Apple Inc. is working on an Apple-branded electric vehicle, The Wall Street Journal reported.
The project is code-named Titan and the design resembles a minivan, according to the report. The Cupertino, California-based company has assigned several hundred employees to the vehicle. While a car may not ultimately result, some Apple executives have flown to Austria to meet with contract manufacturers of high-end cars, the report said, citing people familiar with the matter.
Apple already has expertise managing a vast supply chain and has technology that may lend itself to an electric car. The company has long researched battery technology for use in its iPhones, iPads and Macs. The mapping system it debuted in 2012 can be used for navigation. Last year, Apple also introduced CarPlay, a software system for automakers to use in its cars that integrates iTunes, mapping, messaging and other applications.
Apple has batted around the idea of developing a car for years. Phil Schiller, Apple’s senior vice president of marketing, said in 2012 court testimony that executives discussed building a car even before it built the iPhone, which was released in 2007. Mickey Drexler, an Apple board member and head of J Crew Group Inc., also said in 2012 that Apple co-founder Steve Jobs had wanted to build a car.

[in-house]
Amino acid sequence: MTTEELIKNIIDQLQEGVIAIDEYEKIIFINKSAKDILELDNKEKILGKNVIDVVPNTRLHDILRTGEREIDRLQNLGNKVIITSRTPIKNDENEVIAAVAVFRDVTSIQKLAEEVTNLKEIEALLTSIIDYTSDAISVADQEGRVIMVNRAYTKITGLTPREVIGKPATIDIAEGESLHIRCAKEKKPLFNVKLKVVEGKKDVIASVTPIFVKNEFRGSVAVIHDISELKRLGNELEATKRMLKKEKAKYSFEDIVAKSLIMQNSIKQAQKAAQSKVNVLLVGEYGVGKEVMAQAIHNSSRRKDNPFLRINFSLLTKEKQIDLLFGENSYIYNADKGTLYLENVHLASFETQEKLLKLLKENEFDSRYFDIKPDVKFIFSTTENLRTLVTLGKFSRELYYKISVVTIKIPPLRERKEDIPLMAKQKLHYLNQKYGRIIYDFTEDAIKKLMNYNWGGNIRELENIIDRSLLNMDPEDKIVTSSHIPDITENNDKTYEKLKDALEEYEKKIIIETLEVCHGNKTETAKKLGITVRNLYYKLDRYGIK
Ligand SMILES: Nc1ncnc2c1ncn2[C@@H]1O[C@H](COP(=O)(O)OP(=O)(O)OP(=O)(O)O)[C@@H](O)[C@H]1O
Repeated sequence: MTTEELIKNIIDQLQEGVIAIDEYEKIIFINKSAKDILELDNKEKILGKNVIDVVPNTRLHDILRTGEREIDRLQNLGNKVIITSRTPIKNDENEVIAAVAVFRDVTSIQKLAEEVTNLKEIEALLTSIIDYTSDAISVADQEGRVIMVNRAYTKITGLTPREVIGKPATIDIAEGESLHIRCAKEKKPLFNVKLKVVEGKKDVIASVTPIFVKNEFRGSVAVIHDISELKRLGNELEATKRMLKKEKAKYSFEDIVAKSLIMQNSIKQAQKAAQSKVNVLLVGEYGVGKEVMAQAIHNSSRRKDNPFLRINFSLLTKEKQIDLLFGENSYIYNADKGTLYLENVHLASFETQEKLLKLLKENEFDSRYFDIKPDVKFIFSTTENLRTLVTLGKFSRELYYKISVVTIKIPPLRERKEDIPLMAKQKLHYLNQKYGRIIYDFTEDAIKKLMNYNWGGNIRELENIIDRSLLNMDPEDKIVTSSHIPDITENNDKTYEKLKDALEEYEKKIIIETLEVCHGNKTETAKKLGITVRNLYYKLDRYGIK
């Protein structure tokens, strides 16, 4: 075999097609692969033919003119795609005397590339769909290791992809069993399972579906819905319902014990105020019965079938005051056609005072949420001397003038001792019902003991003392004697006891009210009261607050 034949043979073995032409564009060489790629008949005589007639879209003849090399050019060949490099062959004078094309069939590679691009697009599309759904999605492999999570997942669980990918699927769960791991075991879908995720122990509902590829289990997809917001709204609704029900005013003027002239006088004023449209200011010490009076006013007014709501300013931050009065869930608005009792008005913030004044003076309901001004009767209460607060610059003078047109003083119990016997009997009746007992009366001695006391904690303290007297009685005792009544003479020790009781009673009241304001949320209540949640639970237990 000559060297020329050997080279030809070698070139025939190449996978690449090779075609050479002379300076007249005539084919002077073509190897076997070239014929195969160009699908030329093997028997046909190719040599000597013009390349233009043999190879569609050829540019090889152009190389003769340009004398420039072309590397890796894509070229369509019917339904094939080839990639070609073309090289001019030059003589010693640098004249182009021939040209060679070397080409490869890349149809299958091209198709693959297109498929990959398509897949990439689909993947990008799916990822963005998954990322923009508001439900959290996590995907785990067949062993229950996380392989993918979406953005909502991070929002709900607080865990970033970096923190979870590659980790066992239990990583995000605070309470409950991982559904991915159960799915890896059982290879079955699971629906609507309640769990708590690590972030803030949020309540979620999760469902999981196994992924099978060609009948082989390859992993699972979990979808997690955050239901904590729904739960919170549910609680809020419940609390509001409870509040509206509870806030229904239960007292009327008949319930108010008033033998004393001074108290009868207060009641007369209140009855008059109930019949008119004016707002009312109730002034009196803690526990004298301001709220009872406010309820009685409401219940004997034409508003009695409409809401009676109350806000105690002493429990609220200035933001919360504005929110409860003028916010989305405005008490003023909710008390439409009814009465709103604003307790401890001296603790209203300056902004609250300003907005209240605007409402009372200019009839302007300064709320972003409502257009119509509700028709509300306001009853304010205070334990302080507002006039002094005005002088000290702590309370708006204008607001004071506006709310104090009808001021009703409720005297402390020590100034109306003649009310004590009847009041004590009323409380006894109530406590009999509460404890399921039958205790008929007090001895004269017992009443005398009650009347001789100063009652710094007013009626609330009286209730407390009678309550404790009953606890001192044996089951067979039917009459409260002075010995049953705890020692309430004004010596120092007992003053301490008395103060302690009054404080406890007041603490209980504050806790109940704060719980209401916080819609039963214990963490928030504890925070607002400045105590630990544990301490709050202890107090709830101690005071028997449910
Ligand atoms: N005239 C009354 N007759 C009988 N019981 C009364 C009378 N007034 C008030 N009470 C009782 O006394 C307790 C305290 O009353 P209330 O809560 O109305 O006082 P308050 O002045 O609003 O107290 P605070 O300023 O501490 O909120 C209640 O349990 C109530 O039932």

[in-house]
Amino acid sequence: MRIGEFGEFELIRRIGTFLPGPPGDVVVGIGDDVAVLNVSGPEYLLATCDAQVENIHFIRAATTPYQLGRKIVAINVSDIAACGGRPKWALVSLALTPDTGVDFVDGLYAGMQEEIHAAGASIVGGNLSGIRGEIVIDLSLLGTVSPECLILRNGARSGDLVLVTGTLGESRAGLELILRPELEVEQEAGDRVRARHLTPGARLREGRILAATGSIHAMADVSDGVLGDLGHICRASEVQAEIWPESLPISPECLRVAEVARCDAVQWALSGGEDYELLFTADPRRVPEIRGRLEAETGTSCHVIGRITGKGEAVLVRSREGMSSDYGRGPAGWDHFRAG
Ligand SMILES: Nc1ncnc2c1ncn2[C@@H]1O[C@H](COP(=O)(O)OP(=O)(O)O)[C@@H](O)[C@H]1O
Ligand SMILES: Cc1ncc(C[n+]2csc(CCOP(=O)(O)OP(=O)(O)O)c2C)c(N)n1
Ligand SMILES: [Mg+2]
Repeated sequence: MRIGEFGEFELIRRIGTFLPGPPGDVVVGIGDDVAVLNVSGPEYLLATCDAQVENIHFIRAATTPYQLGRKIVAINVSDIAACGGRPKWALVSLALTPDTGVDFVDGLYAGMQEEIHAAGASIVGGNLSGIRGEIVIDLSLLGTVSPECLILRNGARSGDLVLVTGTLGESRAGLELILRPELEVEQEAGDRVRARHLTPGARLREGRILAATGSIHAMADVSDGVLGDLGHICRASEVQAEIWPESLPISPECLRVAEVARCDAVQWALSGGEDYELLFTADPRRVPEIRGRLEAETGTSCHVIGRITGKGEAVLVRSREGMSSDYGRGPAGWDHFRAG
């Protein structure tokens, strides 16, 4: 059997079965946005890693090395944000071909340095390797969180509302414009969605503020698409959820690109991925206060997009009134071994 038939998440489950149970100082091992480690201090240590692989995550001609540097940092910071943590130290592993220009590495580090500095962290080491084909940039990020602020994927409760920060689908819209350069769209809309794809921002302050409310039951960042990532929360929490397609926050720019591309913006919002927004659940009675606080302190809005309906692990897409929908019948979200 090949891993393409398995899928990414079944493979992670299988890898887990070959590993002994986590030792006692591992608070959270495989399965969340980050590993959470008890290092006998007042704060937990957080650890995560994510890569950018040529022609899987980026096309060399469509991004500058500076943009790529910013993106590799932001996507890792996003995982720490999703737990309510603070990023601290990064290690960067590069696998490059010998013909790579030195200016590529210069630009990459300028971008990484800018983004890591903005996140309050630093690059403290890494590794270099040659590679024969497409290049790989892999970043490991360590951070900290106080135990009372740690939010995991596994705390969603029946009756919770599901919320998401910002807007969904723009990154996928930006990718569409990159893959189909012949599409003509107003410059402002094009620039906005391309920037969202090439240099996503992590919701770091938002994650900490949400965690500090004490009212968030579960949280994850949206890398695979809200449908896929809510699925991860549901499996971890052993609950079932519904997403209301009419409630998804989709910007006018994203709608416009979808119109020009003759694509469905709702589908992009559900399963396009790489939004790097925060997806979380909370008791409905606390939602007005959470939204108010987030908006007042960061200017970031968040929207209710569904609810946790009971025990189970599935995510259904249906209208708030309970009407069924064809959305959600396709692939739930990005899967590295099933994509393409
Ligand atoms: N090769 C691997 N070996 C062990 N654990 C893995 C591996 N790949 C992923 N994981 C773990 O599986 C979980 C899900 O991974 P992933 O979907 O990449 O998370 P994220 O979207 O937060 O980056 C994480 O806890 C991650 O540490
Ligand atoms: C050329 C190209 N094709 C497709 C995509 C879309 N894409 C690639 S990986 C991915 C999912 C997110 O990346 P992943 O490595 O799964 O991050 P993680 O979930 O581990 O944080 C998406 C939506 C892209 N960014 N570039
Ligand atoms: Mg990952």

Tom Neumayr, an Apple spokesman, declined to comment. The Financial Times reported earlier Friday that Apple is hiring auto experts to work at a new research lab.
Other Silicon Valley companies are also creating cars. Google Inc. is working on a self-driving vehicle. Tesla Motors Inc. also makes electric cars and the Palo Alto, California-based company has hired at least 150 former Apple employees, more than from any other company, even carmakers.
“From a design philosophy, [Apple] is relatively closely aligned,” Elon Musk, Tesla’s co-founder and chief executive officer, recently told Bloomberg Businessweek in an interview.
Musk also said Apple has been trying to poach Tesla employees, offering $250,000 signing bonuses and 60 percent salary increases.
“Apple tries very hard to recruit from Tesla,” he said. “But so far they’ve actually recruited very few people.”
Apple has hired from the auto industry over the years. Steve Zadesky, vice president of iPhone product design and who the Wall Street Journal reported is in charge of Titan, joined Apple 16 years ago from Ford Motor Co., where he was an engineer for three years.
Over the past two years, Apple also hired Haran Arasaratnam from Ford to work as a battery engineer, according to Arasaratnam’s LinkedIn profile. Apple also brought on Robert Gough in January to work on special projects. He’d spent the past four years at auto supplier Autoliv working on projects including the company’s radar division and developing active safety sensor technology, according to his LinkedIn profile.